TOWARDS the close of Woodrow Wilson's campaign for reëlection to the Presidency of the United States, at a moment when prospects seemed unpromising, he remarked: "As compared with the verdict of the next 25 years, I do not care a peppercorn about the verdict of 1916." When those 25 years had passed, the verdict, if taken, would have been blurred by our intervention in the Second World War. How far has the situation been clarified at the present moment, 32 years after Wilson's death, 100 years after his birth?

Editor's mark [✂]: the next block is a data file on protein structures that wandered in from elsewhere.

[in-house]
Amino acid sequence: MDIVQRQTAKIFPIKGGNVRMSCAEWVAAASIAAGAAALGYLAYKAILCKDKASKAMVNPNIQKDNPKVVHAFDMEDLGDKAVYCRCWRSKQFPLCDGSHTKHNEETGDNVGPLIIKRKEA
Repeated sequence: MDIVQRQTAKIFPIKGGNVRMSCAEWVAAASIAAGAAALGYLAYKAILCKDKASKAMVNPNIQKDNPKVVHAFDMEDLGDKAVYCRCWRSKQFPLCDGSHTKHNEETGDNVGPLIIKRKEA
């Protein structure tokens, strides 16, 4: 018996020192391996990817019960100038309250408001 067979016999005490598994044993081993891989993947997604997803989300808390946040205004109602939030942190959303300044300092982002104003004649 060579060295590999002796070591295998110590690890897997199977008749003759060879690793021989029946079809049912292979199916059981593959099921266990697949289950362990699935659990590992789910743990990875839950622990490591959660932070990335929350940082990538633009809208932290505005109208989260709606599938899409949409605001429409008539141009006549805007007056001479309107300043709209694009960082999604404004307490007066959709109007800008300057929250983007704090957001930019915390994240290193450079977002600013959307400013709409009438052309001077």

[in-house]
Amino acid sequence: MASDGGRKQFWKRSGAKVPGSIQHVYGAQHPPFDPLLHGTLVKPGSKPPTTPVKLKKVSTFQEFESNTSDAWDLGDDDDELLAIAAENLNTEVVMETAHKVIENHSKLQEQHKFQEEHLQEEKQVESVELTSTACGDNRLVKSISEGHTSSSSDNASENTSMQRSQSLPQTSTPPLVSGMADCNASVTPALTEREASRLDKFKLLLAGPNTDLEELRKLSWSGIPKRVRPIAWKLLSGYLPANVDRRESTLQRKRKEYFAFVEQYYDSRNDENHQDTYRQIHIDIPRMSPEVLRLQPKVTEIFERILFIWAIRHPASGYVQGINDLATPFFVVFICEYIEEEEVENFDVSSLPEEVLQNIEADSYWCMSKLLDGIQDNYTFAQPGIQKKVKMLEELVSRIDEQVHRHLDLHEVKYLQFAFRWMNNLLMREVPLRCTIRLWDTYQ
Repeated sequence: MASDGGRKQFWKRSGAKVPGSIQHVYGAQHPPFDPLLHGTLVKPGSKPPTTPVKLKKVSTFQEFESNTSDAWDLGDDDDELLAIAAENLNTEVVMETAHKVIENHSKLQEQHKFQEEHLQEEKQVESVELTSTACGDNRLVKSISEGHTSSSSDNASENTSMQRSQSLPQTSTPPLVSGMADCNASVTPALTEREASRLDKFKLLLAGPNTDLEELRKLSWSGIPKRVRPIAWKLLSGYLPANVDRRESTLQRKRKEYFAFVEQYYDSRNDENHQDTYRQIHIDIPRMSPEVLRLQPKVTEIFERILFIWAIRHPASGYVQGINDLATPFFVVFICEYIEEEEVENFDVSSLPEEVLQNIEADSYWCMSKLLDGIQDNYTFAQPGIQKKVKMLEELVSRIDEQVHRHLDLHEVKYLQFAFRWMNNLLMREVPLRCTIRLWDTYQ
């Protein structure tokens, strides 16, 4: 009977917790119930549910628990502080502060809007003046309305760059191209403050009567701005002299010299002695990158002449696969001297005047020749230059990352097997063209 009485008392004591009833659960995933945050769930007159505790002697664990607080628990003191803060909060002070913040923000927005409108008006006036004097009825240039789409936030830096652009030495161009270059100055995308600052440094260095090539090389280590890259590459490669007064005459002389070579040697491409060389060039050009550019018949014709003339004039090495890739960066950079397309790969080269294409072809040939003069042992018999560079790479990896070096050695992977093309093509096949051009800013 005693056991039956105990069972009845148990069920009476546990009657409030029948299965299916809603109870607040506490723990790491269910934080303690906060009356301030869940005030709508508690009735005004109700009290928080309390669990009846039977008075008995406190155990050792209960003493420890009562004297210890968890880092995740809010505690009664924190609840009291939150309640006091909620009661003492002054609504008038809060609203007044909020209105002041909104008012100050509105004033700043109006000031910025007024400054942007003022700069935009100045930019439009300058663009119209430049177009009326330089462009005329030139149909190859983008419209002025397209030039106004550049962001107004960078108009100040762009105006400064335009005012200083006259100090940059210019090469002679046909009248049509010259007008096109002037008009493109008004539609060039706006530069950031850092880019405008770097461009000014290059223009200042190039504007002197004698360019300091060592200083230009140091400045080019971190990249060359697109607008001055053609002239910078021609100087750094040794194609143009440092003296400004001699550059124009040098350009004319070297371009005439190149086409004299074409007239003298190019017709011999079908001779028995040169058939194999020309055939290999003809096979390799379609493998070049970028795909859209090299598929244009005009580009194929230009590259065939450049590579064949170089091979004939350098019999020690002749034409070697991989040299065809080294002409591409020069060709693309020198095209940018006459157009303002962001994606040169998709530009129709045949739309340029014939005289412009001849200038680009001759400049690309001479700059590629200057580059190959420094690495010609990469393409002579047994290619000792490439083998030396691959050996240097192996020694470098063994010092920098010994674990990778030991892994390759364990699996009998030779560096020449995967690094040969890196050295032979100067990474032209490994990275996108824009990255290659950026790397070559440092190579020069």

In the case of Abraham Lincoln, the perspective of far less elapsed time authorized his admission to the Valhalla of American greatness. The same is true, with varying emphasis, of the founding fathers of the Republic. But since the death of Lincoln, no clear-cut agreement on immortal greatness in the case of any American President has been achieved. The claims of Wilson to inclusion in the select group cannot be summarily brushed aside. The significance of the reforms he advocated in vital phases of American life is hardly disputed.